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Well, Bloomberg isn't always right, and neither are traders. As a contrarian at times, the theory is that when everyone who likes something is "all in" - the first guy to sell triggers a downward avalanche - no new buyers, as everyone who would is all in, already. That drives the price down, triggers more selling, and the cycle does its thing once again. Everyone being bullish is therefore a bearish indicator.

Stinks, doesn't it? But this pattern repeats over and over and people never seem to learn.

Blood in the streets soon - it'll be time to buy.
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Old 12-13-2011, 08:04 PM   #3
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It is quite normal for gold to go down just after I buy, so wait until Thursday before you guys buy...! No it´s true, it is a fact, even if statistically improbable that gold goes down right away some 80% or more of the time after I buy it.

In my case, I BTFS! But, it´s worked out OK over the decades...

and
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Old 12-13-2011, 08:13 PM   #4
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Right on, Bearing. It'll work out for the patient ones.
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Old 12-13-2011, 08:20 PM   #5
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Originally Posted by DoChenRollingBearing View Post:
It is quite normal for gold to go down just after I buy, so wait until Thursday before you guys buy...! No it´s true, it is a fact, even if statistically improbable that gold goes down right away some 80% or more of the time after I buy it.

In my case, I BTFS! But, it´s worked out OK over the decades...

and
Thanks for the "after Thursday" insider's buying tip, DoChen! Seriously though, it seems to happen to all of us, doesn't it?

But the great thing is that whether it goes up a little or down a little right after you buy, you still win. Like someone recently said on this forum (rephrased) -

Buying precious metals: You get to spend AND save at the same time.

Last edited by Unobtanium; 12-13-2011 at 09:31 PM.
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Old 12-14-2011, 05:48 AM   #6
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Old 12-14-2011, 08:49 AM   #7
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What's interesting is that I recently heard a report on BBurg that Chinese gold buying was at record levels, yet gold is going down - that's a prime indicator of a bear market, when good news has no effect. I tend to think it's transitory (the real meaning, not the bernanke's), and think someone is just having to sell a lot to raise "money" or meet margin calls.

But a good sized dip shakes out a lot of people, and "once burned, twice shy" if it's big enough, so it takes awhile for the enthusiasm to return to the market.

The reason I think this is temporary is the inevitability of more printing - devaluation is just about the only way to destroy debt in nominal terms, and that's been known for quite awhile - they're just boiling the frog here I think. Because any other way of destroying debt that in truth cannot be paid sets a precedent that the banksters are more afraid of than torture and death...markdowns on principle won't happen short of a world war or similar. So they really have no other way but to pay it all back in worthless currency, thus, the currency must be rendered worthless. But they can play cat and mouse longer than you can remain solvent, so watch your back out there.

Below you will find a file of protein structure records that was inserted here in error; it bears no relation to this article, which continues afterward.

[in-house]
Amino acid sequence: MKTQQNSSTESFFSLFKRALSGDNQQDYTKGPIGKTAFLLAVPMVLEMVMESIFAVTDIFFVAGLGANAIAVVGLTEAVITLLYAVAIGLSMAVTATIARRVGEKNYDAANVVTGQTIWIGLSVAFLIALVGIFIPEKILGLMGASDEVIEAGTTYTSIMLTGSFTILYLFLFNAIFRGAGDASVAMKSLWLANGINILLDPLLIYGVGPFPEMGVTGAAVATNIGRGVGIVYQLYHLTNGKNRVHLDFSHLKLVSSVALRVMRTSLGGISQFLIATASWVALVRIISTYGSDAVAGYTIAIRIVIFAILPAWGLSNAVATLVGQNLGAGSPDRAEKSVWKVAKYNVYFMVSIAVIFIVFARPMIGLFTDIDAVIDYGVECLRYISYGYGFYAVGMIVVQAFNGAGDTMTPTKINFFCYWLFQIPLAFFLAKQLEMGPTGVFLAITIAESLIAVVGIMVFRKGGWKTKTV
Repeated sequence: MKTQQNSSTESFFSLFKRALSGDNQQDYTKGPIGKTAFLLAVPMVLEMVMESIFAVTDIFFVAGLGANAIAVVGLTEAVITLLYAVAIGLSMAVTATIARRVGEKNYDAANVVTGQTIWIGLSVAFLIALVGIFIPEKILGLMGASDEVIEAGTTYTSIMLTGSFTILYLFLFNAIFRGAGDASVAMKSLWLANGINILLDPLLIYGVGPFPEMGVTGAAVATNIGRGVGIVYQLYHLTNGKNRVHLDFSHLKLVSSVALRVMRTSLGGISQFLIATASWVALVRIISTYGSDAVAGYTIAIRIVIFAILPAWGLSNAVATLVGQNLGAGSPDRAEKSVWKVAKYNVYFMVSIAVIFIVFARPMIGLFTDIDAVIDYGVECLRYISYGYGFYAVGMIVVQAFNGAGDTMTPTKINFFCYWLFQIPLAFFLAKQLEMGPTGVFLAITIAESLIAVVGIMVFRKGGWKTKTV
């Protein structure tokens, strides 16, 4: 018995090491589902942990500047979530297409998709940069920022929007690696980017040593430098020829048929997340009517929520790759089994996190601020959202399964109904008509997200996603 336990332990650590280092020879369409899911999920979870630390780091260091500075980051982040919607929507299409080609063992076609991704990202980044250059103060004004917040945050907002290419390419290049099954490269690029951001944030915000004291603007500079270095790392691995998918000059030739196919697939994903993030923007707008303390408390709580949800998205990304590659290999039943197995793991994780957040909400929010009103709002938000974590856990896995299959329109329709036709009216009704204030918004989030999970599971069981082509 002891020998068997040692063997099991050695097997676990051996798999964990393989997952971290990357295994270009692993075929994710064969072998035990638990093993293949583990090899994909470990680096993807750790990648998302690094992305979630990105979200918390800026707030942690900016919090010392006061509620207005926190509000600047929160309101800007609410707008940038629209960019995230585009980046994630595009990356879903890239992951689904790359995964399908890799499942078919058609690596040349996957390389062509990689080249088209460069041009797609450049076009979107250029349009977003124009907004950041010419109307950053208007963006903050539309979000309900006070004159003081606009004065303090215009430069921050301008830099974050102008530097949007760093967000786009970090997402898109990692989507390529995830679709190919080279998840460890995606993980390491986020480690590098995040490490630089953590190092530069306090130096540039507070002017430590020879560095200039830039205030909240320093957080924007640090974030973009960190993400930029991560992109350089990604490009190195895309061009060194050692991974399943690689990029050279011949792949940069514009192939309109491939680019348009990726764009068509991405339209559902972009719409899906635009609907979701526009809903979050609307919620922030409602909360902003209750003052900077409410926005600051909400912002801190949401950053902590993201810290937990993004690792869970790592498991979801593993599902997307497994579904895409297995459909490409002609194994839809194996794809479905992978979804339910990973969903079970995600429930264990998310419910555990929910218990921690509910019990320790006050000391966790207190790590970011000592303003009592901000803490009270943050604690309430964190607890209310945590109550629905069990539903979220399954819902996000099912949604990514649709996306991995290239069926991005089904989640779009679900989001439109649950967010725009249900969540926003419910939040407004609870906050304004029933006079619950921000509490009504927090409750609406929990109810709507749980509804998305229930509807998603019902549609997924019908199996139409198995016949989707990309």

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Old 12-14-2011, 03:17 PM   #8
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Originally Posted by DCFusor View Post:
What's interesting is that I recently heard a report on BBurg that Chinese gold buying was at record levels, yet gold is going down - that's a prime indicator of a bear market, when good news has no effect. I tend to think it's transitory (the real meaning, not the bernanke's), and think someone is just having to sell a lot to raise "money" or meet margin calls.

But a good sized dip shakes out a lot of people, and "once burned, twice shy" if it's big enough, so it takes awhile for the enthusiasm to return to the market.

The reason I think this is temporary is the inevitability of more printing - devaluation is just about the only way to destroy debt in nominal terms, and that's been known for quite awhile - they're just boiling the frog here I think. Because any other way of destroying debt that in truth cannot be paid sets a precedent that the banksters are more afraid of than torture and death...markdowns on principle won't happen short of a world war or similar. So they really have no other way but to pay it all back in worthless currency, thus, the currency must be rendered worthless. But they can play cat and mouse longer than you can remain solvent, so watch your back out there.
Agreed, they have one tool and one tool only - more printing. The question is when and how much. I think that those in power want a hard drop before announcing another round of printing so that the resulting spike in metals doesn't draw as much attention as it would if everything where hitting record highs.

Those of weaker constitutions, more faith in fiat, and love for the status quo may get shaken out, but these are the times when we will thrive. The lower it goes the happier I get because it means I can stack that much more before the inevitable skyrocket happens.